Everyone needs support sometimes and also enjoys the advice of supposed health experts. After all, they've studied nutrition and/or human physiology and have years of experience consulting others.

Too often, though, led by desperation, we rely too much on programs others boost. If you have a lot of weight to lose, it can be exhausting. So it's understandable to want to gather as many techniques, programs and products that you can find to help.

But as I've said here before, there is no shortcut to weight loss and good health. It takes time to change a lifestyle and become consistently active.

Sadly, everyone in the health and fitness industry is not in it to improve your condition. They want to make money — lots of it. Their fortune can easily become your misfortune, as you run in circles trying to figure out why that new fad diet didn't work for you.

We've learned this from the droves of lawsuits and fraud cases. For example, Kevin Trudeau was sentenced to jail last fall for hawking profitable, yet misleading, books such as "The Weight Loss Cure ‘They' Don't Want You to Know About."

Often, we become enthralled in the newest exercise program and books or the latest "super food." There also are health blogs and television shows that promise to breakdown the real reason you're not losing weight or show you how to shed it forever. Usually, there's no harm, but what works for one may not work for another.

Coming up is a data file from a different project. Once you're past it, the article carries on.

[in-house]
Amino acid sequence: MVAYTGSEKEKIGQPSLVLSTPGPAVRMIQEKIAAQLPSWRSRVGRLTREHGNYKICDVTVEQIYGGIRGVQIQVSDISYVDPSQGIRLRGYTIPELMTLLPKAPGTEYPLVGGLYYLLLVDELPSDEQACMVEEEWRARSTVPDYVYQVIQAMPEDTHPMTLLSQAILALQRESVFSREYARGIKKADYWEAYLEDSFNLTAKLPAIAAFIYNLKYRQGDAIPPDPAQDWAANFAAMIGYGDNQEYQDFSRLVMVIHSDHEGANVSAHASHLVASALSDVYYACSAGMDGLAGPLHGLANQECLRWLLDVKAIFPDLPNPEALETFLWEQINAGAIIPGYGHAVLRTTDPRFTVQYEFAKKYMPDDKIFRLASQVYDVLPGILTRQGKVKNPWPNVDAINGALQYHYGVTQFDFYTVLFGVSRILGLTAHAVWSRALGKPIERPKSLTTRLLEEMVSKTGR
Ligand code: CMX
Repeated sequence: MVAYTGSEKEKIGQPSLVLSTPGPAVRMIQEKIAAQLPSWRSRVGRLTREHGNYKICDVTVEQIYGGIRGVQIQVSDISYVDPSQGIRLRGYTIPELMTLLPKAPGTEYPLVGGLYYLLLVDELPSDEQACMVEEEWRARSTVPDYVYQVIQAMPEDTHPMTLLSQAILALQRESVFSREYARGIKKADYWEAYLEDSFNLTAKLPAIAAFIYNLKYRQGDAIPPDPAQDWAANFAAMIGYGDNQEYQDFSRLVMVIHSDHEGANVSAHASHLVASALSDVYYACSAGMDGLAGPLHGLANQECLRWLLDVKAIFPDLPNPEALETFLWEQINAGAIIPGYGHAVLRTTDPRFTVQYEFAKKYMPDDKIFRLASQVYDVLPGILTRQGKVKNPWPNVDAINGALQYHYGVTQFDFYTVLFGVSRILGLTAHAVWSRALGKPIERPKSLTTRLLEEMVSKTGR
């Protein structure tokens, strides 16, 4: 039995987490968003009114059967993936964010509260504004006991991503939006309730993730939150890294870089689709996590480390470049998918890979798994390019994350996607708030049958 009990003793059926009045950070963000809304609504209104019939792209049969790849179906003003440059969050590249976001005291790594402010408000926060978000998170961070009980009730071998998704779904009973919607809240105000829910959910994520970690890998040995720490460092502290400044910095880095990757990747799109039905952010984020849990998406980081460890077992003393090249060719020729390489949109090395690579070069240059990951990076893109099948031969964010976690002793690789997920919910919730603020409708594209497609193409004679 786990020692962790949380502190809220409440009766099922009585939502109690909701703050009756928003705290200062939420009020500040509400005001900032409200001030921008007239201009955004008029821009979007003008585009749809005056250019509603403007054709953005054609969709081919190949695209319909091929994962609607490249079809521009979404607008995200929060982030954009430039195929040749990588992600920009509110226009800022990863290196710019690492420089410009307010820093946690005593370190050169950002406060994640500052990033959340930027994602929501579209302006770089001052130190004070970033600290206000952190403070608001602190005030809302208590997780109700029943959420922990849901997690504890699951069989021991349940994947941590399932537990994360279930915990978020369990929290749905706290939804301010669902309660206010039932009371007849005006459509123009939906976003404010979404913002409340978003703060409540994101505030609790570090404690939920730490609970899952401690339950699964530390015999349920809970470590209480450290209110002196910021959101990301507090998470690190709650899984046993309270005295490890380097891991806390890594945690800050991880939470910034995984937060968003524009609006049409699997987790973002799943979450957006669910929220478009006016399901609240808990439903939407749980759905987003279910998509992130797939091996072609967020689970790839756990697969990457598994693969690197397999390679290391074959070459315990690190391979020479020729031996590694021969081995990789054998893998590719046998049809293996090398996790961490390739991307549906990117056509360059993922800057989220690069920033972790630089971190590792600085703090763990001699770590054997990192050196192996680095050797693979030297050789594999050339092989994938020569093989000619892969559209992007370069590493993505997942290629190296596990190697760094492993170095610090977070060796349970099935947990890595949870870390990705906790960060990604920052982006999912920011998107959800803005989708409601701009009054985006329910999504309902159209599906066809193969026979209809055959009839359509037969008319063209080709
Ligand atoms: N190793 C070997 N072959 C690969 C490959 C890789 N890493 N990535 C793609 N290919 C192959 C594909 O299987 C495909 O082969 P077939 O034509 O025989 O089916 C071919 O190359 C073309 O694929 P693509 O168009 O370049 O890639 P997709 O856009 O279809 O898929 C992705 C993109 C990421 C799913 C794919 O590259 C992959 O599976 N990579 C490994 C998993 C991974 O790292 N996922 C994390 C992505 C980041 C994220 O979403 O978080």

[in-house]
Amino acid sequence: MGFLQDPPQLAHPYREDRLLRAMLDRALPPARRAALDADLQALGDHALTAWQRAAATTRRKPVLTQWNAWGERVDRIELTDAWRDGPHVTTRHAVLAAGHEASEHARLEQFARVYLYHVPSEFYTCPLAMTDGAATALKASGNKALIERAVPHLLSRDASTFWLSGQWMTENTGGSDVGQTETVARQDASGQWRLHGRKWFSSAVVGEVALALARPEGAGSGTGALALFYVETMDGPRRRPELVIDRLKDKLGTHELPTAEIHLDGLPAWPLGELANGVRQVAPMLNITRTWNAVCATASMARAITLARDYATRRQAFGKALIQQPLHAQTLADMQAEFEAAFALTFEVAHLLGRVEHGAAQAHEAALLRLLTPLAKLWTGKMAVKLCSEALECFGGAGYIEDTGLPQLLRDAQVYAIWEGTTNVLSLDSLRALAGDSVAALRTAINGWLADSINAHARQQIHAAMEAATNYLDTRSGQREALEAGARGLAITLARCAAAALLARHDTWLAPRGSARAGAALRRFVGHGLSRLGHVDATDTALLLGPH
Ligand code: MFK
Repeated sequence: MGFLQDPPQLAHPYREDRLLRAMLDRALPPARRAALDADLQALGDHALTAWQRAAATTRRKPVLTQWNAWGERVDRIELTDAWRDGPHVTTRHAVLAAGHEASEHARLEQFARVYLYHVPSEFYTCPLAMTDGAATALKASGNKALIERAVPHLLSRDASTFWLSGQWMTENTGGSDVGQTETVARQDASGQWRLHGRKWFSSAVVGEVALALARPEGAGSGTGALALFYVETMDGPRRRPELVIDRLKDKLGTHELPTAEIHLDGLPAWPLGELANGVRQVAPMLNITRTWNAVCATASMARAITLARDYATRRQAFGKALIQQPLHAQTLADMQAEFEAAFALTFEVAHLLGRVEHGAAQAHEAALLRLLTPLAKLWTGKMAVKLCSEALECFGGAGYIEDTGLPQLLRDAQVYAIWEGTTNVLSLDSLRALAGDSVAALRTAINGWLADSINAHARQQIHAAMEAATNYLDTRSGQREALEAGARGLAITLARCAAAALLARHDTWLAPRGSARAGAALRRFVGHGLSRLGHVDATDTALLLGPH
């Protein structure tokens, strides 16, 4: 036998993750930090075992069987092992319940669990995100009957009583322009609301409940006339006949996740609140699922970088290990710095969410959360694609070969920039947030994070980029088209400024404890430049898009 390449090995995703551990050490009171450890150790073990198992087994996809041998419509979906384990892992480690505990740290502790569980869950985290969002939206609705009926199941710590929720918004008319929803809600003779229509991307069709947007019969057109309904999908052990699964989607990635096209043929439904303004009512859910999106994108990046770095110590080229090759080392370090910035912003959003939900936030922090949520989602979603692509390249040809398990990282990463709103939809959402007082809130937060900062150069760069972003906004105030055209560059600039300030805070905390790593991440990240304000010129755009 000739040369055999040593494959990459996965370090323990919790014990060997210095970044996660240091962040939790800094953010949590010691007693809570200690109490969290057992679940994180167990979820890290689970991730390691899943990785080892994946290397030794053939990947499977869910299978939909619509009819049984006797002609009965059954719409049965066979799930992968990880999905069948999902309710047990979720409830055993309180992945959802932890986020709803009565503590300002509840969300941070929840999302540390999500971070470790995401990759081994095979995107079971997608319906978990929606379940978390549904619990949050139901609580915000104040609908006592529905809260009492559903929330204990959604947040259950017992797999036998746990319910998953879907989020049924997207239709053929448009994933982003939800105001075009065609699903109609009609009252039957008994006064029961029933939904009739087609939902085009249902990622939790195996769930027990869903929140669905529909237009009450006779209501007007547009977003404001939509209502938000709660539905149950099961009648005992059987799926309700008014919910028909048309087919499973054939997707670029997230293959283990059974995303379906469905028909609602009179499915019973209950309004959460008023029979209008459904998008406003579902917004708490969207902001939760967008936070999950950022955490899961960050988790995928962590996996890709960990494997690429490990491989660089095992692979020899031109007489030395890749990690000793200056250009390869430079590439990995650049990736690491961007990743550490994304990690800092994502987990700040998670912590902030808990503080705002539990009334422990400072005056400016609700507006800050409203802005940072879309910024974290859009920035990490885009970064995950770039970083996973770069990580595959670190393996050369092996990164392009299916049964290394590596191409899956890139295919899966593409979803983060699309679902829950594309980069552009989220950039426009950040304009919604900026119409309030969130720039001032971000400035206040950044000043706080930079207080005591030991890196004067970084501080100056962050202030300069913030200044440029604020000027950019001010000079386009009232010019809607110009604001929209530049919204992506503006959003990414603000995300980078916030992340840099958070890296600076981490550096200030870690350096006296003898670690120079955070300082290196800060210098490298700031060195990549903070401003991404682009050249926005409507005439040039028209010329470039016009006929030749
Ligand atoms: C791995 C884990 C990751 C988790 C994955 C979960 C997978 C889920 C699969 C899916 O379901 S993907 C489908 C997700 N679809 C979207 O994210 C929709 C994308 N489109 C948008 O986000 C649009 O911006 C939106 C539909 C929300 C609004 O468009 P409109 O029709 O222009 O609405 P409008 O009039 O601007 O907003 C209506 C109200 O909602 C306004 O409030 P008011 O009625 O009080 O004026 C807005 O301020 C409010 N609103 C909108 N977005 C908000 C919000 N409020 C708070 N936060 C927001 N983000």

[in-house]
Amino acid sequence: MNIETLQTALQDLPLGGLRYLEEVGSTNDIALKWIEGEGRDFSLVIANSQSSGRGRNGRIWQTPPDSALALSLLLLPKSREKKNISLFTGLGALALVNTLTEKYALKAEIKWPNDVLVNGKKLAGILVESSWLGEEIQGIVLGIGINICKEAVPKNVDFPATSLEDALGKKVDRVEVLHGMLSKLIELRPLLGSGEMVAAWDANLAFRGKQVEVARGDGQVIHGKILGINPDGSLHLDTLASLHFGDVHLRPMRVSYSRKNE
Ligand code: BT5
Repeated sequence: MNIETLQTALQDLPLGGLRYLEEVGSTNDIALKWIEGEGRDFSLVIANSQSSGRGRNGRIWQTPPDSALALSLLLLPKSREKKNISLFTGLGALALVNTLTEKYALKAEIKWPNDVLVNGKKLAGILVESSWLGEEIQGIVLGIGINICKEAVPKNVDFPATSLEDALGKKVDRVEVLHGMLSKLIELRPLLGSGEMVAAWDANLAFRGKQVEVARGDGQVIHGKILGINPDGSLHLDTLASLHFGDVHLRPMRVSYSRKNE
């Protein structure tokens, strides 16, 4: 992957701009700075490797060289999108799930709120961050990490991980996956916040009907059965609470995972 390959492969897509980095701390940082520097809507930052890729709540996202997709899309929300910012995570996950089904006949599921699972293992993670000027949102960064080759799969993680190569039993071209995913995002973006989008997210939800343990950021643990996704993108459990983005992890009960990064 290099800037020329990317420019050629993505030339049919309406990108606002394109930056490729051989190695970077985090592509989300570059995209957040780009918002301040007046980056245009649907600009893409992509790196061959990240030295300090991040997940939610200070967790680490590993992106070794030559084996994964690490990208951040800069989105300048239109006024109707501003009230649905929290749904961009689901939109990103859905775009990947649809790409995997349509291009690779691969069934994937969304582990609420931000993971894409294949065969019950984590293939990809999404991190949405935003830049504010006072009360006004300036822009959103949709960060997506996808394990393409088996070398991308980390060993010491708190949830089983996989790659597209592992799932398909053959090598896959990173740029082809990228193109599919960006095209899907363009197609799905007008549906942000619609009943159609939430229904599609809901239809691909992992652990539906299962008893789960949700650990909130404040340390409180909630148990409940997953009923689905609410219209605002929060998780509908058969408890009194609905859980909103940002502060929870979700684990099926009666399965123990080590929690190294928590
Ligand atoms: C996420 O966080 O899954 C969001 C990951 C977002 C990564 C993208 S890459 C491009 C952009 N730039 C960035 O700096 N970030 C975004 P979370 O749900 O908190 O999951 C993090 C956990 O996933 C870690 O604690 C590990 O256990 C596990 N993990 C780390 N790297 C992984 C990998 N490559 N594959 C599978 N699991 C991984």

Television personality and well-known physician Dr. Mehmet Oz was in the hot seat recently when senators called him out for promoting bogus weight loss products. Oz has for years touted certain products and fad diets on his show — many of which seem to go against the messages espoused by many doctors and dietitians today.

Much like the influence of Oprah Winfrey, who introduced him to the world, Oz has gained a following who trust that what he says has been proven. While his show has been educational at times, his questionable support of suspect products hurts his credibility.

In the end, we have to put the fate of our bodies in our own hands. Trust yourself. Your body is yours alone and no one knows it better than you. You know when something is off, or which tailored program best suits your lifestyle.

My common sense approach (for what it's worth) is to: Do your own research, see a doctor to make sure there aren't issues that would hinder weight loss and stay active.



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